Biblical Reflection 1: The Father
A basic philosophical problem is “how is individuality possible”? How can who I am make any sense against the vast panorama of time and eternity?
On the one hand, there are universals that make sense of the world by providing generally intelligible reference point but which lack the identification of the particular. Relationships then take the form of a contract that is then concluded according to the mutual self-interest of the contracting parties. This paradoxically reduces or removes the possibility of individual uniqueness, since the individual then just becomes an atom in a mechanically constructed matrix, and in which the possibility for relationship, other than tangential encounter, is reduced and finally excluded. As human beings, we are historically specific, whether we like it or not.
On the other hand, if individuals are particulars, they have local reference, but lack the universal application Post-modernism is, ironically, a form of localism. Any attempt to define a universal “self” is deconstructed. A local identity is constructed artificially with a disclaimer of any attempt at universal relevance. Post-modernism in this respect is the modern form of ancient Cynicism, where anything of universal significance was disclaimed.
It is only as the role of the Father is the life of the world is distinguished and recognised, can individuality – the respect accorded to each unique entity can properly be understood.
In the encounter of Jesus with his opponents in Mark 11:28-29 we see these elements being worked out:
MK 11:27 They arrived again in Jerusalem, and while Jesus was walking in the temple courts, the chief priests, the teachers of the law and the elders came to him. 28 "By what authority are you doing these things?" they asked. "And who gave you authority to do this?" Jesus replied, "I will ask you one question. Answer me, and I will tell you by what authority I am doing these things. 30 John’s baptism–was it from heaven, or from men? Tell me!" 31 They discussed it among themselves and said, "If we say, `From heaven,’ he will ask, `Then why didn’t you believe him?’ 32 But if we say, `From men’ . . . ." (They feared the people, for everyone held that John really was a prophet.) 33 So they answered Jesus, "We don’t know." Jesus said, "Neither will I tell you by what authority I am doing these things." 12:1 He then began to speak to them in parables: "A man planted a vineyard…..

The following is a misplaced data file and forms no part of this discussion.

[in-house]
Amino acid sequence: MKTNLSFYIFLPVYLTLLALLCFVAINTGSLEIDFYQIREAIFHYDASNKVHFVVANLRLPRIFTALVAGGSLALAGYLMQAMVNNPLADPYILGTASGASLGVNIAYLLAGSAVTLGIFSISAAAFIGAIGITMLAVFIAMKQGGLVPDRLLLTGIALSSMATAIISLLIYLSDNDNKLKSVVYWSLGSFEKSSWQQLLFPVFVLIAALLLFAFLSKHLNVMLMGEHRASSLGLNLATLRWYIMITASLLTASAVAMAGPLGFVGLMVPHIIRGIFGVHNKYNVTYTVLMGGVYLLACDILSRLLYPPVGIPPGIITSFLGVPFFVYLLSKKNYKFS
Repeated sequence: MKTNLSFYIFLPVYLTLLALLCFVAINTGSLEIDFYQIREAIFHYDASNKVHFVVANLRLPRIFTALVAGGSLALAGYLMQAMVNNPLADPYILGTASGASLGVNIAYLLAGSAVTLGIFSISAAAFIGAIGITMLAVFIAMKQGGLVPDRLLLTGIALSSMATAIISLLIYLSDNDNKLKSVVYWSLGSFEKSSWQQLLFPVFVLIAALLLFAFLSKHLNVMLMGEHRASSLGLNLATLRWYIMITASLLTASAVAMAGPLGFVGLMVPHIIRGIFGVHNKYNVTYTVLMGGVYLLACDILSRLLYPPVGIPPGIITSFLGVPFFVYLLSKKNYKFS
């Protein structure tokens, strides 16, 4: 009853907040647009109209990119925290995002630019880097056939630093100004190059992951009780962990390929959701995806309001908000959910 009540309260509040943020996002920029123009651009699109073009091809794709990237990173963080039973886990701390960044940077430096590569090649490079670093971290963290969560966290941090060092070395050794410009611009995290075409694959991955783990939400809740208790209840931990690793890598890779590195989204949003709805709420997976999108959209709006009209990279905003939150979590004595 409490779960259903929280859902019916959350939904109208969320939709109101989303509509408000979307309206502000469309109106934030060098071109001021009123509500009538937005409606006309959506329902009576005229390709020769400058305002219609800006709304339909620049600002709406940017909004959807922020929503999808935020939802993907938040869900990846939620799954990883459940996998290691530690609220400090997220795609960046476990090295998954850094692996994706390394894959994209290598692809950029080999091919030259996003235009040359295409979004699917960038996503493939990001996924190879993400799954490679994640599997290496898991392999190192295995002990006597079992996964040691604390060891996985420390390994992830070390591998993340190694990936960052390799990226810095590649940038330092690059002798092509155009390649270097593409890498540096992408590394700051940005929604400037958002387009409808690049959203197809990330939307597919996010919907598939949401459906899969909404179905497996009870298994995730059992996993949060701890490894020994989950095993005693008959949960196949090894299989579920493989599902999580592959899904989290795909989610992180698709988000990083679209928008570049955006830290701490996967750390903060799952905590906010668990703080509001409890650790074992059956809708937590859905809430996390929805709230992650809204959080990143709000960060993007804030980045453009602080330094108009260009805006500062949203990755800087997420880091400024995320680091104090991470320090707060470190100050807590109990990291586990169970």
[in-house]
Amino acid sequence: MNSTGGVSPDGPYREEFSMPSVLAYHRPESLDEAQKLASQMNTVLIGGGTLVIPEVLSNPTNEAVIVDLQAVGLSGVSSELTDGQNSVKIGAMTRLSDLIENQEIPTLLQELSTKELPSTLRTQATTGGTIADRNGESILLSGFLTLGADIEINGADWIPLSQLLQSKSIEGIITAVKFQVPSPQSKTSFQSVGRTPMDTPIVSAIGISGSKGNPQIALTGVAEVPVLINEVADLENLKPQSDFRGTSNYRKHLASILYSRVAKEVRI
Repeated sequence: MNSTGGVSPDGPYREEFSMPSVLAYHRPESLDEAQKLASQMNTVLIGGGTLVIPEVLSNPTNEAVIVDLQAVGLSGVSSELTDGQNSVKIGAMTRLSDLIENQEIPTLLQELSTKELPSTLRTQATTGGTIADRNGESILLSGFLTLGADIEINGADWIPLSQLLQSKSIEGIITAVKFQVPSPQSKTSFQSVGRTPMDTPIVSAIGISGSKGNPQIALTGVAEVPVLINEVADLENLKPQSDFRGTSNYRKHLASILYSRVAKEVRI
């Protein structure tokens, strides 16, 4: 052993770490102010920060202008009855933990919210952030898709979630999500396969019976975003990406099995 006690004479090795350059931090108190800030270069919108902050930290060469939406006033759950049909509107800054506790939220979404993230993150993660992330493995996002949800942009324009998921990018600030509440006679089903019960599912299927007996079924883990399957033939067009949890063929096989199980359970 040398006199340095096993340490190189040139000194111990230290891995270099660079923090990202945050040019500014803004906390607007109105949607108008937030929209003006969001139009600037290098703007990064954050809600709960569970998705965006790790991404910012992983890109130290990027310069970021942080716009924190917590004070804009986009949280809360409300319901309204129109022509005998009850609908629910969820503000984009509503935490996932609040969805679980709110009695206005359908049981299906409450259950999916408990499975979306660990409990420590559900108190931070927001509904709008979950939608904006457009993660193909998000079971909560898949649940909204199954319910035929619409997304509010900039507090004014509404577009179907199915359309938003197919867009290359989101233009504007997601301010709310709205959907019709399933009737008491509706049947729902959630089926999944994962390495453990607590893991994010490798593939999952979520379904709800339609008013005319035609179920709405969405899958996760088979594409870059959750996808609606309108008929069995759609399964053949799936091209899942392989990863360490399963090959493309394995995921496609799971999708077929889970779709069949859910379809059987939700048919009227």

Jesus indicates that he is not coming in his own authority but in the authority of the Father. Because he comes in the authority of the Father, this is something that his hearers cannot ignore. They cannot be neutral. Either they reject Jesus’ claim to be speaking on behalf or with the authority of the Father, or else they accept the full import of what Jesus is saying for themselves and their lives. Jesus claims for himself the Father’s glory on the basis of his having glorified the Father (John 17:4, 5: Philippians 2:8,9).
Knowledge of by what authority Jesus was acting would lead to responsibility of the hearers to act on their knowledge (i.e. to believe in Jesus) and so respond to the Father’s calling of Jesus and by the same token to the Father’s calling of them.
Here we see the close relationship between authority and authenticity: by accepting the authority of the Father and acting truly on it from the heart, only so are we acting authentically. This is the new heart of Deuteronomy 30:14 and Jeremiah 31:33.
The challenge of the Father cuts deep into us – strips way pretence and excuses. Through the acknowledgement of our relationship with the Father and our acting out of it, our stance becomes prophetic. The prophetic stance is that which authentically (i.e. which stands in full consciousness of the calling of the Father and responsibility to him) addresses the truth and hope of the situation which we are placed.
Copyright © 1973, 1978, 1984 by International Bible Society
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